(b) Commercial glycerine monostearate used. Product was dissolved in chloroform and washed free of glycerine with water.
The conditions of Example Two were repeated using 100 phr of a PVC resin, K value 56, 2 phr of Thermolite T-31, 12 phr of a titanium dioxide pigment, 0.8 phr of calcium stearate, 0.8 phr of a mixed pentaerythritol ester, 2 phr of an acrylic processng aid, and 6 phr of an acrylic impact modifier. Table 4 sets forth the results.
TABLE 4______________________________________Siding Formulation Contained Stability,Test No. GMS, phr Glycerine, % Minutes______________________________________1 0 -- 35.52 1.0 1 45.33 1.0 0 46.5______________________________________
When the glycerine content of the GMS lubricant is reduced to less than 4%, a substantial improvement in early color as well as heat stability is obtained without affecting the other properties of the PVC system. In a clear PVC formulation, the onset of color instability is observed at approximately 15 minutes. When the glycerine content of the lubricant is reduced to less than 1%, a lighter colored specimen results. This color improvement continues throughout the remainder of the test run, as shown in the data of Table 5 below. This data is based on the same type formulation as in Example Four above using GMS containing levels of glycerine ranging from 7% to less than 1%.
TABLE 5______________________________________Color Stability - Bottle Formulations Observed Button Color 7% 5% 3% 1% <1%Test GMS, Time, Glyc- Glyc- Glyc- Glyc- Glyc-No. phr Min. erine erine erine erine erine______________________________________1 1.5 2 Color- Color- Color- Color- Color- less less less less less 10 Color- Color- Color- Color- Color- less less less less less 15 Yellow Yellow Lt. Lt. V. Lt. Yellow Yellow Yellow 23 Amber Amber Dk. Dk. Yellow Yellow Yellow 26 Dk. Brown Amber Amber Lt. Brown Amber 29.75 Black -- -- -- -- 30.5 -- Black -- -- -- 33.0 -- -- Black -- -- 34.5 -- -- -- Black -- 35.5 -- -- -- -- Black______________________________________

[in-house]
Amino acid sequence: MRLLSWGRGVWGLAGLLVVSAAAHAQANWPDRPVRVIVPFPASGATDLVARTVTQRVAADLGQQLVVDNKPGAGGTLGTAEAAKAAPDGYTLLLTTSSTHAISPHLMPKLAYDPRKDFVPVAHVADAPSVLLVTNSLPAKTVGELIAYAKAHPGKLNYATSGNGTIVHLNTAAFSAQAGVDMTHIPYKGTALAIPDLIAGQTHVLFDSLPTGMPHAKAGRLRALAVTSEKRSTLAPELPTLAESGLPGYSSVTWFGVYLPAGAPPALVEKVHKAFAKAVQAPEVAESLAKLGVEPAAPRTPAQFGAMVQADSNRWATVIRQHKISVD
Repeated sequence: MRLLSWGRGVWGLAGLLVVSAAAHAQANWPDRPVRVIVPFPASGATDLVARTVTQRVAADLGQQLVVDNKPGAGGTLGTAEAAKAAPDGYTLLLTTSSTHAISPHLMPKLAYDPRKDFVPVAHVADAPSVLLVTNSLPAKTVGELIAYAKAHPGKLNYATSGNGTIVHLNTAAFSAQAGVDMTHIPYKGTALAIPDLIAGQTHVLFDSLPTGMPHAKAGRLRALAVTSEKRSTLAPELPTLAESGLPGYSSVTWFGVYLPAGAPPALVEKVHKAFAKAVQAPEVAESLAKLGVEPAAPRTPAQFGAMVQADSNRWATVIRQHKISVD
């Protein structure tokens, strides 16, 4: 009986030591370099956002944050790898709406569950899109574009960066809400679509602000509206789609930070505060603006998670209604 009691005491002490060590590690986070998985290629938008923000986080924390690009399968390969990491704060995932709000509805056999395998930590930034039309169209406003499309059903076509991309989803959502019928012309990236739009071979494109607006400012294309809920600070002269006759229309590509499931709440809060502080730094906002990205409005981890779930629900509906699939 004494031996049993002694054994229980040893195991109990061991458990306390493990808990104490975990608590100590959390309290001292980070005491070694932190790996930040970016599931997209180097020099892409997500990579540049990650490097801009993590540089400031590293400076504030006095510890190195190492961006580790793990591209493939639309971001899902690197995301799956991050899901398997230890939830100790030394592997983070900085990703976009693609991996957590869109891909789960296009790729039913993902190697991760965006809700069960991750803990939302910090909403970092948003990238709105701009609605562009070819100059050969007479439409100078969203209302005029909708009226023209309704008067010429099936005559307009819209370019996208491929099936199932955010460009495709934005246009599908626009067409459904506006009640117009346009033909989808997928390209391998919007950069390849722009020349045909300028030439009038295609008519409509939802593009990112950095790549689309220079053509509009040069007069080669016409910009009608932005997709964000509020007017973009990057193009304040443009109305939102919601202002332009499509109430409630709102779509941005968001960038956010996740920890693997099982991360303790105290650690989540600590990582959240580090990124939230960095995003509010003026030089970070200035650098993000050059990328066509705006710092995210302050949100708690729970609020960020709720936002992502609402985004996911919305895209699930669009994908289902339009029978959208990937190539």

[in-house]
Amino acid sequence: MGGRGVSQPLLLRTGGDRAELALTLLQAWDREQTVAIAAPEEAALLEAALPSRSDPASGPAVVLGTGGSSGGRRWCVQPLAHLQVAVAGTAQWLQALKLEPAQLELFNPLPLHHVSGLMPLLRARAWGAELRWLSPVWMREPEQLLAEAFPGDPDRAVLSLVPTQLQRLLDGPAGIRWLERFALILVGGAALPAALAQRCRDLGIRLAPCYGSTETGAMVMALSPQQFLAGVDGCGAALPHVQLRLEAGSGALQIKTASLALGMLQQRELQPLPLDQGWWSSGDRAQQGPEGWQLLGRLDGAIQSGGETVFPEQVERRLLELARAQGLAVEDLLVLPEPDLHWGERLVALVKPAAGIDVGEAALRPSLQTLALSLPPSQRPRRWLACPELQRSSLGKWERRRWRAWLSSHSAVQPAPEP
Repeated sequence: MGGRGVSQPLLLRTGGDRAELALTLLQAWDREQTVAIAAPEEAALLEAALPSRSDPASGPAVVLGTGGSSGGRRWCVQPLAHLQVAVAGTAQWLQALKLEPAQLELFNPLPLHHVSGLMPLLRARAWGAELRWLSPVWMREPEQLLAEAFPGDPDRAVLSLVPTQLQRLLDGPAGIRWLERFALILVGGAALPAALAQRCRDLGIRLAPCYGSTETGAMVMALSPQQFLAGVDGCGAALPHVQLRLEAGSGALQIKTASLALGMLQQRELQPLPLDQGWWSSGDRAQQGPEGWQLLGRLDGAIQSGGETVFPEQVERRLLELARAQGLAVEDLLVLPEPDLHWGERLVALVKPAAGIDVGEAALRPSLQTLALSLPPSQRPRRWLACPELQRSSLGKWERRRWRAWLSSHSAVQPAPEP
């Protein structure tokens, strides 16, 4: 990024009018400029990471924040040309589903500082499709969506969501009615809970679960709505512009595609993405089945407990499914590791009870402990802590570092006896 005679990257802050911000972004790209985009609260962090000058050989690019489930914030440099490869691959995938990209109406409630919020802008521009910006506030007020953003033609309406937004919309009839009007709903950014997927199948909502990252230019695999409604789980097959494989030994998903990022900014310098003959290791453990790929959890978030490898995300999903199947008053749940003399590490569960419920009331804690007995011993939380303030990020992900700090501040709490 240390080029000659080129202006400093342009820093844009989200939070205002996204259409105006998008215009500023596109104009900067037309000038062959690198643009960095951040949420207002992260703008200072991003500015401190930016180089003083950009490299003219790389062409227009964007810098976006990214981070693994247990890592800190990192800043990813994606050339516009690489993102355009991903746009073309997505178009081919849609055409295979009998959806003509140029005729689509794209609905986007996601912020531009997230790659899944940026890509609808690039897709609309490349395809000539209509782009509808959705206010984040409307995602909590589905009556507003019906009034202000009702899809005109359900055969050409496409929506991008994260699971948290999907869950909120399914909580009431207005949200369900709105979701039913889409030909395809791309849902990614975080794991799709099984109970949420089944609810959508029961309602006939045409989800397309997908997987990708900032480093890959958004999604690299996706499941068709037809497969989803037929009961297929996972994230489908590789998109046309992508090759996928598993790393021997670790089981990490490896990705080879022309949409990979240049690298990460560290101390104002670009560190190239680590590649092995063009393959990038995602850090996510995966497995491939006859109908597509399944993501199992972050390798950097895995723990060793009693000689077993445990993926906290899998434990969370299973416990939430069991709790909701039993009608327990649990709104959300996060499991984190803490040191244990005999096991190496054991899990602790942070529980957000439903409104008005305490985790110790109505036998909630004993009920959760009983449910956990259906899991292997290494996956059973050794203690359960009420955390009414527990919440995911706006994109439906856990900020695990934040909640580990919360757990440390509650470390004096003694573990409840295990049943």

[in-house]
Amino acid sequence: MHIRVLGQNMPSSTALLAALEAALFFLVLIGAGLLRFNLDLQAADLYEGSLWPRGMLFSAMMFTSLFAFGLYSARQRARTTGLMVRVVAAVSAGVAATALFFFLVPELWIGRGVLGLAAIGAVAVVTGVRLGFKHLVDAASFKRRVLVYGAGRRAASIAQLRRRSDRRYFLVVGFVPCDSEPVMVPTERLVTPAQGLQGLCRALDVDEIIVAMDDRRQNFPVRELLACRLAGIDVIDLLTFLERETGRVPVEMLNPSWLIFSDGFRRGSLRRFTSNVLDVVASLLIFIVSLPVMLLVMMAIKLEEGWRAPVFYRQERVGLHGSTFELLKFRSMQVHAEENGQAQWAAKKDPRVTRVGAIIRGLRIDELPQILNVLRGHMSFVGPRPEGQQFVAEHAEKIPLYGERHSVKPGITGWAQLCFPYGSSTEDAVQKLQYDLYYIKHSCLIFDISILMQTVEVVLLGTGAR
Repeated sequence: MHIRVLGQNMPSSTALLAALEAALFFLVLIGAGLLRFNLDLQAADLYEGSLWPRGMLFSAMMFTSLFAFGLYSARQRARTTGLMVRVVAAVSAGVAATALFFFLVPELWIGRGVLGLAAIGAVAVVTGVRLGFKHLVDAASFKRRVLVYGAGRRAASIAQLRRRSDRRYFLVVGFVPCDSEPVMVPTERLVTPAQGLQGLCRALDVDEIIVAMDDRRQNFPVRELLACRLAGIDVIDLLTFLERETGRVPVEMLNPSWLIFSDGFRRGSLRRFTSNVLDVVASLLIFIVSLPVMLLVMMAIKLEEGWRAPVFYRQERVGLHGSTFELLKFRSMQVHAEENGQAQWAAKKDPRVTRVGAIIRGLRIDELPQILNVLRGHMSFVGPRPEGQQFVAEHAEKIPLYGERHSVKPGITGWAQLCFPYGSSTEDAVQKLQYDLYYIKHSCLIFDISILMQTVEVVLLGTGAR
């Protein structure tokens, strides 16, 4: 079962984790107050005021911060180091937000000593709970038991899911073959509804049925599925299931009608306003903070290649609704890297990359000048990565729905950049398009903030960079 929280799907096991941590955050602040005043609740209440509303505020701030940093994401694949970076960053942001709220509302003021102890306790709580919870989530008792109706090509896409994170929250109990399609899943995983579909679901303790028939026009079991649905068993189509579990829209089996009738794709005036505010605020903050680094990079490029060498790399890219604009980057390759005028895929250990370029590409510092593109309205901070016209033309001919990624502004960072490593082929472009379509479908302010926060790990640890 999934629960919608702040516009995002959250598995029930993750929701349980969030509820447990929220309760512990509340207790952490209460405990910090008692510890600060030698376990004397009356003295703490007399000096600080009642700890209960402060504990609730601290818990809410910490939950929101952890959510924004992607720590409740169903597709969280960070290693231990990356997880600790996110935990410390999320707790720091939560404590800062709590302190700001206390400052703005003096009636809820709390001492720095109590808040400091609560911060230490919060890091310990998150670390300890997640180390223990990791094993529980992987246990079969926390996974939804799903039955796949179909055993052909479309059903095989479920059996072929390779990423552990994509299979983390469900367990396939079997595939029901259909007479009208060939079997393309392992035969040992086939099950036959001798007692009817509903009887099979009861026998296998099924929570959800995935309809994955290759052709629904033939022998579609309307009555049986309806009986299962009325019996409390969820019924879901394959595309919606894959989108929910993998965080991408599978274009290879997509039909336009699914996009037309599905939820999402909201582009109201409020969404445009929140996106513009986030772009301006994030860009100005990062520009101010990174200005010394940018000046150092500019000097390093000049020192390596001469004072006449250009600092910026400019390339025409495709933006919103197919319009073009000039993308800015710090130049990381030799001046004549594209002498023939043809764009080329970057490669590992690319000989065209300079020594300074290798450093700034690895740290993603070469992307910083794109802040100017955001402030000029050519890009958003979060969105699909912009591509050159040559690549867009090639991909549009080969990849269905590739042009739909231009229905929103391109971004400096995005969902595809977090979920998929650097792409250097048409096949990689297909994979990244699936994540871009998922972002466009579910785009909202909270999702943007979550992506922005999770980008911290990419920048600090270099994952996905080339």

From the foregoing, it is obvious that the use of GMS containing less than 4% glycerine provides substantial enhancement to the heat stability of such rigid plastic materials as PVC without adversely affecting the other properties of the material. The invention having been thus described, it will be appreciated that various modifications may be made thereto without departing from the scope thereof. Furthermore, the invention may comprise, consist of or consist essentially of the herein recited materials and steps.